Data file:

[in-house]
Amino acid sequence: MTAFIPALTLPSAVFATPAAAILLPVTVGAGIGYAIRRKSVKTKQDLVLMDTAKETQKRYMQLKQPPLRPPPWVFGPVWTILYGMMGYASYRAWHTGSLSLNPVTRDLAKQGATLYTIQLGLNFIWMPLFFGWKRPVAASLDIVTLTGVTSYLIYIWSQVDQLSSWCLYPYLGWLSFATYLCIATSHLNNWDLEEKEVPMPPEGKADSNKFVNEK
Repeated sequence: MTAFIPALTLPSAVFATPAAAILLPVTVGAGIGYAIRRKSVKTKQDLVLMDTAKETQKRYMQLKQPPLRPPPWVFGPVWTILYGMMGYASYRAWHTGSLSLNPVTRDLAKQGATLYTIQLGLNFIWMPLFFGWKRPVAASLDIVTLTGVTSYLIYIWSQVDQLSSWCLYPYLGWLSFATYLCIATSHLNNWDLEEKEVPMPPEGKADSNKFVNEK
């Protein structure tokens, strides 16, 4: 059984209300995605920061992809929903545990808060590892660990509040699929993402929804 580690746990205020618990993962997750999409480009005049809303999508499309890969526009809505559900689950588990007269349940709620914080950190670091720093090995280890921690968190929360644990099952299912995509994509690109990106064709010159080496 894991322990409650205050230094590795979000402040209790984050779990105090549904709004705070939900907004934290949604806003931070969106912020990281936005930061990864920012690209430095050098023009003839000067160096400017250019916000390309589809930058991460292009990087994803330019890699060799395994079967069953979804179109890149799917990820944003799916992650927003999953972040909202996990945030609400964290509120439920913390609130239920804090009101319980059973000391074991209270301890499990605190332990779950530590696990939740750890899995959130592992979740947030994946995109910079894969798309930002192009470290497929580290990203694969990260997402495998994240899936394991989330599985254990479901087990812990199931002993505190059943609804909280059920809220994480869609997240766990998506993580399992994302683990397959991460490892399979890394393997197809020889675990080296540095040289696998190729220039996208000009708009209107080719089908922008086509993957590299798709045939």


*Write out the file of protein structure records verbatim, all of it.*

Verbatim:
[in-house]
Amino acid sequence: MTAFIPALTLPSAVFATPAAAILLPVTVGAGIGYAIRRKSVKTKQDLVLMDTAKETQKRYMQLKQPPLRPPPWVFGPVWTILYGMMGYASYRAWHTGSLSLNPVTRDLAKQGATLYTIQLGLNFIWMPLFFGWKRPVAASLDIVTLTGVTSYLIYIWSQVDQLSSWCLYPYLGWLSFATYLCIATSHLNNWDLEEKEVPMPPEGKADSNKFVNEK
Repeated sequence: MTAFIPALTLPSAVFATPAAAILLPVTVGAGIGYAIRRKSVKTKQDLVLMDTAKETQKRYMQLKQPPLRPPPWVFGPVWTILYGMMGYASYRAWHTGSLSLNPVTRDLAKQGATLYTIQLGLNFIWMPLFFGWKRPVAASLDIVTLTGVTSYLIYIWSQVDQLSSWCLYPYLGWLSFATYLCIATSHLNNWDLEEKEVPMPPEGKADSNKFVNEK
């Protein structure tokens, strides 16, 4: 059984209300995605920061992809929903545990808060590892660990509040699929993402929804 580690746990205020618990993962997750999409480009005049809303999508499309890969526009809505559900689950588990007269349940709620914080950190670091720093090995280890921690968190929360644990099952299912995509994509690109990106064709010159080496 894991322990409650205050230094590795979000402040209790984050779990105090549904709004705070939900907004934290949604806003931070969106912020990281936005930061990864920012690209430095050098023009003839000067160096400017250019916000390309589809930058991460292009990087994803330019890699060799395994079967069953979804179109890149799917990820944003799916992650927003999953972040909202996990945030609400964290509120439920913390609130239920804090009101319980059973000391074991209270301890499990605190332990779950530590696990939740750890899995959130592992979740947030994946995109910079894969798309930002192009470290497929580290990203694969990260997402495998994240899936394991989330599985254990479901087990812990199931002993505190059943609804909280059920809220994480869609997240766990998506993580399992994302683990397959991460490892399979890394393997197809020889675990080296540095040289696998190729220039996208000009708009209107080719089908922008086509993957590299798709045939």